console.log("Server started on port 3000");
});

Step 5: Include the following script in the package.json file. This implies that we can use npm start to start our server, and it will use the Nodemon package that we previously installed.

package.json




"scripts": {
    "start": "nodemon index.js"
},

Step 6: Type npm start in the terminal to start the server.

 

Step 7: Require the mongoose package and connect to the MongoDB database. If you are working on a project locally, MongoDB server URL is likely this mongodb://localhost:27017/database name. 27017 is the default port.

Javascript




const mongoose = require("mongoose");
mongoose
    useNewUrlParser: true,
  })
  .then(() => {
    console.log("Database connected");
  })
  .catch((err) => {
    console.log("Connection failed");
  })

Step 8: Restart the server to check, whether the database is successfully connected or not.

 

How to make a POST request?

Step 1: Create a Model to outline the structure of our database. We have a schema here that describes the structure of our database. It has a title and content property. Both fields include types and are necessary.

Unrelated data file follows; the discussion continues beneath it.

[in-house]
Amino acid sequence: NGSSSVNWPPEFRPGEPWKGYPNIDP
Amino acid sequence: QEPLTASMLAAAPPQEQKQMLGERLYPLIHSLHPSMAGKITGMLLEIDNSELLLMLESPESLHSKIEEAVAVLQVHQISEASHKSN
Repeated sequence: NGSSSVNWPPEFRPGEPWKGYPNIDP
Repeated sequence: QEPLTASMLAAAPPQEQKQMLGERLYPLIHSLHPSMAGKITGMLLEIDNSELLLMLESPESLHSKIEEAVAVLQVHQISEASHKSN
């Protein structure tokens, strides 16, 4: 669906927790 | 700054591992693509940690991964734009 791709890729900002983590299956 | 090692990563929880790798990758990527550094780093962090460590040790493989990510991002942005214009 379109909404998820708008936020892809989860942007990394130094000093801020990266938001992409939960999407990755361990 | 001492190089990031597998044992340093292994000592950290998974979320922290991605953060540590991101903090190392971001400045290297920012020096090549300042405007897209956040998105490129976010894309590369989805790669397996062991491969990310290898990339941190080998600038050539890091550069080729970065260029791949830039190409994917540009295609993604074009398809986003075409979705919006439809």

Javascript




const articleSchema = {
  title: {
    type: String,
    required: true,
  },
  content: {
    type: String,
    required: true,
  },
};
  
const Article = mongoose.model(
  "Article", articleSchema);

Step 2: Create an endpoint for the post request and add the data body to the post using the model we just created. The title and content are accepting the title and content from the request body. This information is obtained via a client app such as Postman or Insomnia.

Making and Handling the post request:

Javascript




app.post("/articles", (req, res) => {
  const newArticle = new Article({
    title: req.body.title,
    content: req.body.content,
  });
  
  newArticle.save((err) => {
    if (!err) {
      res.send("Successfully added a new article.");
    } else {
      res.send(err);
    }
  });
});

Step 3: Open up the Postman, add the data in the body and Click send.

 

Step 4: Check the database and you will see the record you just created.